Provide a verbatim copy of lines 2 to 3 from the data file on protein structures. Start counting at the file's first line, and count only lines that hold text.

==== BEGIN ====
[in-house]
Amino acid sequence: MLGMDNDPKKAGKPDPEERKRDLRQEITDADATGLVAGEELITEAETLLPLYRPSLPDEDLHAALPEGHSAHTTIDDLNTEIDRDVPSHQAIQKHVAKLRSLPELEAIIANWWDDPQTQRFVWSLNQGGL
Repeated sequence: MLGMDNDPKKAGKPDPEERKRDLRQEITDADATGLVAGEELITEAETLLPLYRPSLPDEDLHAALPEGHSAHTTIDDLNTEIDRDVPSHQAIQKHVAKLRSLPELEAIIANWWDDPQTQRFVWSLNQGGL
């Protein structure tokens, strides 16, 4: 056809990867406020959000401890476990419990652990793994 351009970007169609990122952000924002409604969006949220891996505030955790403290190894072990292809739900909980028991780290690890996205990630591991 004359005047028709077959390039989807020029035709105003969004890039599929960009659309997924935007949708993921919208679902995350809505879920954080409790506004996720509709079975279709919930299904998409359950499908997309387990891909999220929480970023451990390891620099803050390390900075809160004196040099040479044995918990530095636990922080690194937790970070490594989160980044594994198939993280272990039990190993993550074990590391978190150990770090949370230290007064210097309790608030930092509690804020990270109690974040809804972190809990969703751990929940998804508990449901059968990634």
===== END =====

Amino acid sequence: MLGMDNDPKKAGKPDPEERKRDLRQEITDADATGLVAGEELITEAETLLPLYRPSLPDEDLHAALPEGHSAHTTIDDLNTEIDRDVPSHQAIQKHVAKLRSLPELEAIIANWWDDPQTQRFVWSLNQGGL
Repeated sequence: MLGMDNDPKKAGKPDPEERKRDLRQEITDADATGLVAGEELITEAETLLPLYRPSLPDEDLHAALPEGHSAHTTIDDLNTEIDRDVPSHQAIQKHVAKLRSLPELEAIIANWWDDPQTQRFVWSLNQGGL